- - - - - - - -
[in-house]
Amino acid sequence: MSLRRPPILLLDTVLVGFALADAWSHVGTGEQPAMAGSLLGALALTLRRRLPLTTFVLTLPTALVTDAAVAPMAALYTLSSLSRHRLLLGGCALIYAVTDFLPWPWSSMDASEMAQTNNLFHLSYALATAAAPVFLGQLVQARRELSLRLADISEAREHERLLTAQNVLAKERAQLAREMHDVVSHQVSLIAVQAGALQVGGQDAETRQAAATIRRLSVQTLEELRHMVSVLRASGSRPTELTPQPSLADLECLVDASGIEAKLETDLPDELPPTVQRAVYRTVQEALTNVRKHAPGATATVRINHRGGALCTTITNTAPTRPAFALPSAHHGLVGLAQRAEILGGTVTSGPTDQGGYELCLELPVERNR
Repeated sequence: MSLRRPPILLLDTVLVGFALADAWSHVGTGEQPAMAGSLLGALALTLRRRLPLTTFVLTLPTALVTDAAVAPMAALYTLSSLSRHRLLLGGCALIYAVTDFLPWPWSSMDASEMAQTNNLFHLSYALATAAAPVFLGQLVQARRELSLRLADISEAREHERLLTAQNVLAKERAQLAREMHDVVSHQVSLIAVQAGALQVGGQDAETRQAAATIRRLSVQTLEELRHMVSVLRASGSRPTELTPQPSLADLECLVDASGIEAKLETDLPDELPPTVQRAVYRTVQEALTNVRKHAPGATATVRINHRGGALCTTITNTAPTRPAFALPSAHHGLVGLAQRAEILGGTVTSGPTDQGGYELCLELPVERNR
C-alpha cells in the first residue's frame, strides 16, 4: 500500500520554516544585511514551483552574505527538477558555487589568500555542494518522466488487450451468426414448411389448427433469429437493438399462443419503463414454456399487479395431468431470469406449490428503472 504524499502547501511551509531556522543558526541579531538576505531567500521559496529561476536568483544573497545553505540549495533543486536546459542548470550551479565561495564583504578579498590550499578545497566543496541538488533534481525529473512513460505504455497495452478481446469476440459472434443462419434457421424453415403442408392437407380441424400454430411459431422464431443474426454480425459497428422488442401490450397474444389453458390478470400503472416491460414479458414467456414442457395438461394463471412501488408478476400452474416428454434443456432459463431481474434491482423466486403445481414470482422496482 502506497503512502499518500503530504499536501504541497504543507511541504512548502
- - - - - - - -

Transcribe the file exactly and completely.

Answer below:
[in-house]
Amino acid sequence: MSLRRPPILLLDTVLVGFALADAWSHVGTGEQPAMAGSLLGALALTLRRRLPLTTFVLTLPTALVTDAAVAPMAALYTLSSLSRHRLLLGGCALIYAVTDFLPWPWSSMDASEMAQTNNLFHLSYALATAAAPVFLGQLVQARRELSLRLADISEAREHERLLTAQNVLAKERAQLAREMHDVVSHQVSLIAVQAGALQVGGQDAETRQAAATIRRLSVQTLEELRHMVSVLRASGSRPTELTPQPSLADLECLVDASGIEAKLETDLPDELPPTVQRAVYRTVQEALTNVRKHAPGATATVRINHRGGALCTTITNTAPTRPAFALPSAHHGLVGLAQRAEILGGTVTSGPTDQGGYELCLELPVERNR
Repeated sequence: MSLRRPPILLLDTVLVGFALADAWSHVGTGEQPAMAGSLLGALALTLRRRLPLTTFVLTLPTALVTDAAVAPMAALYTLSSLSRHRLLLGGCALIYAVTDFLPWPWSSMDASEMAQTNNLFHLSYALATAAAPVFLGQLVQARRELSLRLADISEAREHERLLTAQNVLAKERAQLAREMHDVVSHQVSLIAVQAGALQVGGQDAETRQAAATIRRLSVQTLEELRHMVSVLRASGSRPTELTPQPSLADLECLVDASGIEAKLETDLPDELPPTVQRAVYRTVQEALTNVRKHAPGATATVRINHRGGALCTTITNTAPTRPAFALPSAHHGLVGLAQRAEILGGTVTSGPTDQGGYELCLELPVERNR
C-alpha cells in the first residue's frame, strides 16, 4: 500500500520554516544585511514551483552574505527538477558555487589568500555542494518522466488487450451468426414448411389448427433469429437493438399462443419503463414454456399487479395431468431470469406449490428503472 504524499502547501511551509531556522543558526541579531538576505531567500521559496529561476536568483544573497545553505540549495533543486536546459542548470550551479565561495564583504578579498590550499578545497566543496541538488533534481525529473512513460505504455497495452478481446469476440459472434443462419434457421424453415403442408392437407380441424400454430411459431422464431443474426454480425459497428422488442401490450397474444389453458390478470400503472416491460414479458414467456414442457395438461394463471412501488408478476400452474416428454434443456432459463431481474434491482423466486403445481414470482422496482 502506497503512502499518500503530504499536501504541497504543507511541504512548502